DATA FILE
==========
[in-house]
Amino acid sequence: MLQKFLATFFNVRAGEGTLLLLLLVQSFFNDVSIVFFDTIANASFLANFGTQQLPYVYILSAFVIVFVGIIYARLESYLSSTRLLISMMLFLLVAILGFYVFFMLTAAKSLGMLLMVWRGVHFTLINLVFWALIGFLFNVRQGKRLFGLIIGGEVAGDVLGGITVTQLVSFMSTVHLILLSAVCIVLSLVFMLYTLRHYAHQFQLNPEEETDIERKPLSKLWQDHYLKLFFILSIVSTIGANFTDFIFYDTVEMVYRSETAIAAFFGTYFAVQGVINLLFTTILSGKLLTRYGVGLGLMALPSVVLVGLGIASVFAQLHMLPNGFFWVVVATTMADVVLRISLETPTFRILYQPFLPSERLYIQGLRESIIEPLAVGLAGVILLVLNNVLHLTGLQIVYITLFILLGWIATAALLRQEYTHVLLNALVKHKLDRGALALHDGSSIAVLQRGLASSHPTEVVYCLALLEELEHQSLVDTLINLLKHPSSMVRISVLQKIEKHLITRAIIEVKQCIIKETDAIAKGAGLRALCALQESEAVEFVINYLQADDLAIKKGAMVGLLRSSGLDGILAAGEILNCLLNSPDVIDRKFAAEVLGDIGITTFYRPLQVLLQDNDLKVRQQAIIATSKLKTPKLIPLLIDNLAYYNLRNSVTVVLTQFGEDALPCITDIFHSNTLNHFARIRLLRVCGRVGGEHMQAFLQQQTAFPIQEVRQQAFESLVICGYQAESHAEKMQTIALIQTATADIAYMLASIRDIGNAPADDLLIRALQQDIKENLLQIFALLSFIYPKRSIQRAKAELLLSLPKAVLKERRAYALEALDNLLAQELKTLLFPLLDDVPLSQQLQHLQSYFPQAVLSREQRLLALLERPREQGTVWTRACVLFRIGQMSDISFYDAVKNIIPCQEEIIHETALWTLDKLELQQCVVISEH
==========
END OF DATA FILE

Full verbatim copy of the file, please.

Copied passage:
[in-house]
Amino acid sequence: MLQKFLATFFNVRAGEGTLLLLLLVQSFFNDVSIVFFDTIANASFLANFGTQQLPYVYILSAFVIVFVGIIYARLESYLSSTRLLISMMLFLLVAILGFYVFFMLTAAKSLGMLLMVWRGVHFTLINLVFWALIGFLFNVRQGKRLFGLIIGGEVAGDVLGGITVTQLVSFMSTVHLILLSAVCIVLSLVFMLYTLRHYAHQFQLNPEEETDIERKPLSKLWQDHYLKLFFILSIVSTIGANFTDFIFYDTVEMVYRSETAIAAFFGTYFAVQGVINLLFTTILSGKLLTRYGVGLGLMALPSVVLVGLGIASVFAQLHMLPNGFFWVVVATTMADVVLRISLETPTFRILYQPFLPSERLYIQGLRESIIEPLAVGLAGVILLVLNNVLHLTGLQIVYITLFILLGWIATAALLRQEYTHVLLNALVKHKLDRGALALHDGSSIAVLQRGLASSHPTEVVYCLALLEELEHQSLVDTLINLLKHPSSMVRISVLQKIEKHLITRAIIEVKQCIIKETDAIAKGAGLRALCALQESEAVEFVINYLQADDLAIKKGAMVGLLRSSGLDGILAAGEILNCLLNSPDVIDRKFAAEVLGDIGITTFYRPLQVLLQDNDLKVRQQAIIATSKLKTPKLIPLLIDNLAYYNLRNSVTVVLTQFGEDALPCITDIFHSNTLNHFARIRLLRVCGRVGGEHMQAFLQQQTAFPIQEVRQQAFESLVICGYQAESHAEKMQTIALIQTATADIAYMLASIRDIGNAPADDLLIRALQQDIKENLLQIFALLSFIYPKRSIQRAKAELLLSLPKAVLKERRAYALEALDNLLAQELKTLLFPLLDDVPLSQQLQHLQSYFPQAVLSREQRLLALLERPREQGTVWTRACVLFRIGQMSDISFYDAVKNIIPCQEEIIHETALWTLDKLELQQCVVISEH